Erik Prince, a former US Navy SEAL officer and the founder of the private military company Blackwater USA, is profiting off the Afghan crisis, reports have said. He is currently charging $6,500 per person for a spot aboard chartered planes out of Kabul even as desperate Afghan refugees who are fleeing the Taliban's brutal rule.
Prince Plan to Capitalize on Tragedy
Prince is guaranteeing people that he can get them safely into Kabul's Hamid Karzai International Airport and onto a charter flight for $6,500 a person, the Wall Street Journal reported Wednesday.
He is charging extra if people are trapped in their homes and need assistance getting to the airport, the report said.
It wasn't immediately clear if Prince had the money, or means, to carry out such rescues and who they were being offered to, nor was there indication Prince was profiting off chartering the planes, according to New York Post.
Prince's Offer Comes Amid Chaos and Desperation in Afghanistan
Prince's offer comes as US citizens and Afghan allies are scrambling to leave the country. A slew of private groups, including non-profits, are helping evacuate vulnerable Afghans and others. But some chartered flights are leaving Kabul with dozens of empty seats because Afghans and foreigners can't get through Taliban checkpoints or US marine checkpoints at the airport, the Journal reported.
Biden warned Tuesday there was a "growing risk" of a terror attack by ISIS' Afghan affiliate, ISIS-K, but insisted the US was "on pace" to withdraw from Afghanistan by the August 31 deadline.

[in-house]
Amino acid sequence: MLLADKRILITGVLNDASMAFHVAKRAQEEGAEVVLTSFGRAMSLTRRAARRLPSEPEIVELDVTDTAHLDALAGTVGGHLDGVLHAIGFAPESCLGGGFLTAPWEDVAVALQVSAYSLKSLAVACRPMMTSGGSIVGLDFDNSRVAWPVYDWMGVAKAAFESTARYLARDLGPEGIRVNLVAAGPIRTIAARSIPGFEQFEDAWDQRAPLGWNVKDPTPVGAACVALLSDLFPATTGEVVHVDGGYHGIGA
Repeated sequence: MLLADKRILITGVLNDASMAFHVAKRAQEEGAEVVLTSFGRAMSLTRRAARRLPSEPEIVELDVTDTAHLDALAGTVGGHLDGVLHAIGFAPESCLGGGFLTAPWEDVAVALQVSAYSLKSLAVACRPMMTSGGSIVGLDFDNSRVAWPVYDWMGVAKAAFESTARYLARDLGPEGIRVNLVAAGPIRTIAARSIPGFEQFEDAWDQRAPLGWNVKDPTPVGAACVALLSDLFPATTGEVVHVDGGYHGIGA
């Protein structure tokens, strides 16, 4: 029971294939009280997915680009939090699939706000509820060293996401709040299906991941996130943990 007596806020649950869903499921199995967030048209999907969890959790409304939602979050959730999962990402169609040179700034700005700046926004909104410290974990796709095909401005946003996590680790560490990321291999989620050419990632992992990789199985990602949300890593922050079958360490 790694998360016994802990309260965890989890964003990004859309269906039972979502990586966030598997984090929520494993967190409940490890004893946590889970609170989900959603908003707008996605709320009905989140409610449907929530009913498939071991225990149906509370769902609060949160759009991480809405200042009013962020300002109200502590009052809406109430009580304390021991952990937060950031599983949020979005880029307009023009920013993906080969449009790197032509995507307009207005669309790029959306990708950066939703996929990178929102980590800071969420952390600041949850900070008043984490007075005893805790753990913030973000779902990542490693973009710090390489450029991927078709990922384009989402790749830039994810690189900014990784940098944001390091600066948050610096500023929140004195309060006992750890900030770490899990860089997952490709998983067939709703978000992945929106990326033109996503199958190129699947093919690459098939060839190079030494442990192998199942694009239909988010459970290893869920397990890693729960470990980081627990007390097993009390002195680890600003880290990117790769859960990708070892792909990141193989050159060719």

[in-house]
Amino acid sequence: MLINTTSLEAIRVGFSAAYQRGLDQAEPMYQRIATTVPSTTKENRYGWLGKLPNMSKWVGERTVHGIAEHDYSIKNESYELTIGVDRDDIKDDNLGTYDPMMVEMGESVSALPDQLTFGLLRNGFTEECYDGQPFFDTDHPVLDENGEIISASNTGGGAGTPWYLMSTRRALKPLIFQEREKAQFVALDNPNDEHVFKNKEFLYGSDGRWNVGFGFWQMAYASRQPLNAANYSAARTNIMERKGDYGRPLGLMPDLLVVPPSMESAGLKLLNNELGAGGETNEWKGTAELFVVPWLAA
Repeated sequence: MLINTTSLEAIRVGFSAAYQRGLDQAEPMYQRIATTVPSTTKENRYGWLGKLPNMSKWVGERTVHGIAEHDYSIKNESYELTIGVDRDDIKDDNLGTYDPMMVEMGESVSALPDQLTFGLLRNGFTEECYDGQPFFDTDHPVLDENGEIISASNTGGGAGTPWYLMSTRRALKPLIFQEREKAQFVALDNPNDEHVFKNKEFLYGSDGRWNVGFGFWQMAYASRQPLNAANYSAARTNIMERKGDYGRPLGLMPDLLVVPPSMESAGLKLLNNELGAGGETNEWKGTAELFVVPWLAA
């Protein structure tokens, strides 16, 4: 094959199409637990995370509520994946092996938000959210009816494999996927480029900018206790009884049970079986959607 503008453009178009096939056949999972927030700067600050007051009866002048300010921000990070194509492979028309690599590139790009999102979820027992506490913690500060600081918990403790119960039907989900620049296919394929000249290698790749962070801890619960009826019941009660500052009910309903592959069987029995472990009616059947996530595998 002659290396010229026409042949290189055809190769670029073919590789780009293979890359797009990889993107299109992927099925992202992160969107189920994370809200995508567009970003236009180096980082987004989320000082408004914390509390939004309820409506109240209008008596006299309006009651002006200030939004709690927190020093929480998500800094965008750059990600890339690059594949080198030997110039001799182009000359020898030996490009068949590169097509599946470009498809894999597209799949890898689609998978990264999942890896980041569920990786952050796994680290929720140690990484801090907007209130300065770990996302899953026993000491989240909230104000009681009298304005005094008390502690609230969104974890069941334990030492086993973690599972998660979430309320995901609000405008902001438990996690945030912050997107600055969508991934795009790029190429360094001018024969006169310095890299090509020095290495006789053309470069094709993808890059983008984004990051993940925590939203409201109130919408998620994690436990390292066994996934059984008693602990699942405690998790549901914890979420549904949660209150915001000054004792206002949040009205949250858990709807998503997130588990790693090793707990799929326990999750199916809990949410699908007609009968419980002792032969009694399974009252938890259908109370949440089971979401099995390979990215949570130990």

Who is Erik Prince?
Prince is a former Navy SEAL and a top ally to former President Trump. He served as Blackwater's CEO until 2009 and as its chairman until its sale to a group of investors in 2010.
Blackwater came under increasing criticism after the Nisour Square massacre in September 2007, in which Blackwater employees opened fire in a crowded square in Baghdad, killing 17 Iraqi civilians and seriously wounding 20 more.
Three guards were convicted in October 2014 of 14 manslaughter charges, and another of murder, in a US court in 2019.
He has also faced accusations of breaking arms embargoes on Somalia and Libya and has denied allegations of setting up a backchannel communications line with the Russian government.
Prince's Security Firm Linked to China's Xinjiang Region?
In July 2019, a company that counts Prince among its investors said it plans to build a "training center" in China's far western region of Xinjiang, reported CNN. Hong Kong-listed Frontier Services Group (FSG) had announced the deal on its website.
Private firm FSG already provides security training services to companies based in China, as well as a number of Chinese companies that operate overseas, particularly in Africa, according to BBC.
Backlash On Social Media
Prince's offer has not gone well with the netizens, with some calling it as a 'evil scheme'. The billionaire is facing a severe backlash on social media. Netizens have described this scheme "tragic, surreal and apocalyptic."
One Twitter user wrote, "$6,500/seat. Typical salary there: $1,000/yr There's nothing, NOTHING, this man (and I use that term loosely) wouldn't monetize. As pure f*king evil as exists in this world..." Another wrote, "People like him operate by covering up crime with scandal."
Another person suggested to use the Defense Protection Act and take his Jet. One comment read, "His 757 is grounded at the moment. Can't pass inspection. That's why he is flying his baby jet." One internet user asked, "What else do you expect from Erik Prince who's the brother of Betsy DeVos?"